ICT risks are broadly defined as any reasonably identifiable circumstance in relation to the use of network and information systems which, if materialized, may compromise the security of the network and information systems, of any technology-dependent tool or process, of the operation and process’ running, or of the provision of services.

DORA establishes, inter alia, requirements applicable to financial institutions regarding:

  • internal governance and control frameworks for financial entities– for ensuring an effective and prudent management of all ICT risks, the management body has the obligation to define, approve, oversee and be accountable for the implementation of all arrangements related to ICT risk management framework;
  • management of ICT risks – in order to keep pace with the rapidly evolving cyber threat landscape, financial entities are required to have a sound, comprehensive and well-documented ICT risk management framework, which must be reviewed at least once a year as well as upon occurrence of major ICT-related incidents. Financial entities shall have and maintain updated ICT systems, protocols and tools, develop backup policies and recovery methods, put in place a dedicated and comprehensive ICT Business Continuity Policy, implement mechanisms to promptly detect anomalous activities;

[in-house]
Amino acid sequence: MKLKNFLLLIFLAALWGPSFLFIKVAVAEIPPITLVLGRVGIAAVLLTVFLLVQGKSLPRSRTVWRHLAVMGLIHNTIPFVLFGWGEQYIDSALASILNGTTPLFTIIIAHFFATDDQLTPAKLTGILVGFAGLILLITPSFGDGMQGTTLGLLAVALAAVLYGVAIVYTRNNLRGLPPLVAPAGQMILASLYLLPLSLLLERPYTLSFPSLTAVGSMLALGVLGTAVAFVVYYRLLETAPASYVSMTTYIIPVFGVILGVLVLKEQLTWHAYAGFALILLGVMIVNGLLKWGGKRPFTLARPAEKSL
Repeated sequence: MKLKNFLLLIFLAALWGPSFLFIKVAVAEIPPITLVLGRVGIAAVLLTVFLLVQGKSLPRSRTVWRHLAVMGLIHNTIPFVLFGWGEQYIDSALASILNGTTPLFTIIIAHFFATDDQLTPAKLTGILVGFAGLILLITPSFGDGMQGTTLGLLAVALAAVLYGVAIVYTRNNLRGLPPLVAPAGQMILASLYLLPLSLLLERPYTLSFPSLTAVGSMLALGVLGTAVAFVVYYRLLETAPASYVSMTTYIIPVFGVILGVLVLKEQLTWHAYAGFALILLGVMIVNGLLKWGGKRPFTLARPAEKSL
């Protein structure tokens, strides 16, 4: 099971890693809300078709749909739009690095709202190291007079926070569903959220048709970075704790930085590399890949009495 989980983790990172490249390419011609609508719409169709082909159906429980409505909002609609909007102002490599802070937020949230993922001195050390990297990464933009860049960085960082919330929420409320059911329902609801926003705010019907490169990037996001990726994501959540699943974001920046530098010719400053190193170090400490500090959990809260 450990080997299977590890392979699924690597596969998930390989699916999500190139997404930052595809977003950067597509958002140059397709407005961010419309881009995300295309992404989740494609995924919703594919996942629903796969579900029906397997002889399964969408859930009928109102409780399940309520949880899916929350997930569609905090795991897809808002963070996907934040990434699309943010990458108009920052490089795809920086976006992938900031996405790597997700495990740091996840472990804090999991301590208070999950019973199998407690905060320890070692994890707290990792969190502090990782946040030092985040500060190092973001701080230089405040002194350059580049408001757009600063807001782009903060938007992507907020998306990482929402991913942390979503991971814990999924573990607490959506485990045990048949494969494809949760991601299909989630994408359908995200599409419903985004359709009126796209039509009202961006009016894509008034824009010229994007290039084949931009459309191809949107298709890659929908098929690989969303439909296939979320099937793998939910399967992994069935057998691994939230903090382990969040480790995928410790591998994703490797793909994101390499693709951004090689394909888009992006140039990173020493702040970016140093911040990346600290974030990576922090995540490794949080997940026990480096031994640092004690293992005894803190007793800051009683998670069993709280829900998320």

• ICT-related incident reporting – one main requirement for financial institutions is to establish and implement a management process to monitor and log ICT incidents, such incidents being afterwards classified, whilst only major ICT-related incidents being reported to the competent authorities;
  • digital operational resilience testing–financial entities shall establish, maintain and review, with due consideration to their size, business and risk profiles, a sound and comprehensive digital operational resilience testing programme, significant entities being required to conduct advanced testing. Financial entities shall ensure that tests are undertaken by independent parties, whether internal or external;